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Huygens: Reaching for an Unknown World -- A Journey of 3.2 Billion Kilometers
Marcello Coradini
			Coordinator of Solar System Missions, Science Directorate, European Space Agency
						Marcello Coradini started his academic career in Italy during the golden age of planetary exploration in the 1970.  He contributed to the establishment of this discipline both in Italy and across Europe.He joined the European Space Agency in 1987 to initiate a solar-system exploration program, which today is second only to NASA's.  As the ESA's Coordinator of Solar System Missions, he is in charge of mission planning and of overseeing their implementation.In addition, Dr. Coradini teaches courses on Planetary Sciences and Space System Engineering. He is deeply engaged in communicating with the public about space science.Dr. Coradini is a fellow of the Royal Astronomical Society and the European Geophysical Union, where he was one of the founders of the planetary section. He is a former Editorial Director of the journal Planetary and Space Science and the author or co-author of about 120 scientific papers and four books.
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Titan Photo The Cassini-Huygens mission to Saturn is an international collaboration between Europe and the United States. It is the most expensive space mission of all time. On December 25, 2004, seven-and-a-half years after leaving Earth and 20 years after the project began, the Huygens probe detached from Cassini and began its flight towards Titan, Saturn's largest moon. Three weeks later, Huygens touched down safely on Titan, sending back observations throughout its descent and even after landing.
															We asked Dr. Marcello Coradini, the Coordinator of Solar System Missions for the European Space Agency (ESA), about this remarkable event.
															(JAXA Website Editing Team)

—— Could you explain the Cassini-Huygens Mission?
Image of Titan
Titan is the only satellite in the solar system that has a dense atmosphere. The atmosphere is composed mainly of nitrogen and methane. Scientists call this a reducing atmosphere, which means it is dominated by hydrogen compounds, rather than oxygen compounds. Today we could transform the Earth's atmosphere from oxidizing to reducing by adding large quantities of pollutants. A reducing state is typical of ancient atmospheres.

The Cassini-Huygens mission is one of the last missions of huge size and cost approved in our times. It's a major effort involving NASA, the European Space Agency and also the Italian Space Agency. The main goal of the mission is the exploration of the Saturn system. Why a system? Because Saturn resembles a solar system, in a kind of miniaturized form. What is really important for us at ESA is the role of the Huygens probe. This probe has entered the atmosphere of Titan to measure the chemical and physical characteristics of the atmosphere, and eventually also to explore the surface of the satellite. Titan reminds us of our planet Earth, two or three billion years ago. In other words, for us, exploring Titan is like going back in time on our planet and understanding its beginnings.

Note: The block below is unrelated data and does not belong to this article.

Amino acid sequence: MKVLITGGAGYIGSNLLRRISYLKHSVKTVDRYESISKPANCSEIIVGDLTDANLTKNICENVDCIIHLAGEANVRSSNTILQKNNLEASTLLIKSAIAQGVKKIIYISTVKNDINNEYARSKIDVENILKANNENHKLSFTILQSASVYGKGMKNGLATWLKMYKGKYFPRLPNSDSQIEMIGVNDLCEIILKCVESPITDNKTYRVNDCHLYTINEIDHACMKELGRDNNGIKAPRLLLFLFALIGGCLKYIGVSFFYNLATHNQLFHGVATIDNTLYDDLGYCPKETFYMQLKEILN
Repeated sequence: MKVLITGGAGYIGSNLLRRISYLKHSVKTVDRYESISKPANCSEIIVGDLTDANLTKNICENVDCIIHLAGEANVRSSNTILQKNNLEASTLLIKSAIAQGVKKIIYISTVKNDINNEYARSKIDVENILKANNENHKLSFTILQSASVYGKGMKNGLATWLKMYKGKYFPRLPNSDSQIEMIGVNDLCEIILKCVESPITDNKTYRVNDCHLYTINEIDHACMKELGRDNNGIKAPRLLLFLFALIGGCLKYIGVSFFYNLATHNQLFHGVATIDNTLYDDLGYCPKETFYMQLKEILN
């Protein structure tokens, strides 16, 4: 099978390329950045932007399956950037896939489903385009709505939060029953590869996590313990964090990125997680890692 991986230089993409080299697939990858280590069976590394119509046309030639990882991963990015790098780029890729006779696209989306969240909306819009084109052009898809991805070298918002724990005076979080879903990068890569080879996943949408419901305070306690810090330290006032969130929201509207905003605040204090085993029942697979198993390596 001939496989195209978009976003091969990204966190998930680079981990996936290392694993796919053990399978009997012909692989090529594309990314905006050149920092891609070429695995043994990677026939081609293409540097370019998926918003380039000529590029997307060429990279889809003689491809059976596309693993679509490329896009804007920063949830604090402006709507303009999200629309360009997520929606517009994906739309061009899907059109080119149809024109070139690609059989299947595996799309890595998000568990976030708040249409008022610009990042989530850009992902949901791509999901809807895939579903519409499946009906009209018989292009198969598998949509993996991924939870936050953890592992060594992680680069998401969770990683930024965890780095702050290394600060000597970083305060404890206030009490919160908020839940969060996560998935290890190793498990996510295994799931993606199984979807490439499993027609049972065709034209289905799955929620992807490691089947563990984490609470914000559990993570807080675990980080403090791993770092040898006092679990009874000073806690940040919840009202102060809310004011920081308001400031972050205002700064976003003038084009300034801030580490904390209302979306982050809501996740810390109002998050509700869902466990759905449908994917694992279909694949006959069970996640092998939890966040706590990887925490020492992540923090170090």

—— How did it happen that Huygens continued to function even after landing on Titan?

The Huygens probe was originally designed to be just an atmospheric experiment – it had to function primarily during the descent through Titan's atmosphere. But we also prepared an experiment in case the probe was going to survive for a few seconds or a few minutes on the surface of Titan. At the time of the launch, we thought that most of Titan's surface was covered with oceans or lakes made of liquid methane. So we thought it was absolutely useless to design a lander, because it would sink into the liquid methane in a matter of minutes. It was indeed a great surprise when we realized that the probe actually landed on something that was not liquid, but also not too solid. When the data arrived back to Earth, the mission's project scientist described the surface of Titan as a kind of crème brulée, or flan if you prefer, because it had a very thin crust, rather solid, which broke, and then the probe came to rest on something softer. So that really reminds us of crème brulée. That allowed the probe not to sink, and actually it survived for more than two hours, continuing to transmit scientific data. This was a great surprise to all of us, and a great pleasure from a scientific point of view, because we have collected unexpected data.

The Huygens probe attached to the Cassini spacecraft (image) A thermal shield protected the Huygens probe.
															In the background on the left is the Cassini spacecraft.
A color image of Titan's surface, with its yellowish-orange atmosphere. The surface is darker than expected, and there are indications of the presence of ice consisting of water, methane, and other kinds of hydrocarbons. Also, there is potential evidence of erosion. Titan appears to have rivers. The erosion is believed to have been caused by flows of liquid methane, and to be very similar to water erosion on Earth.
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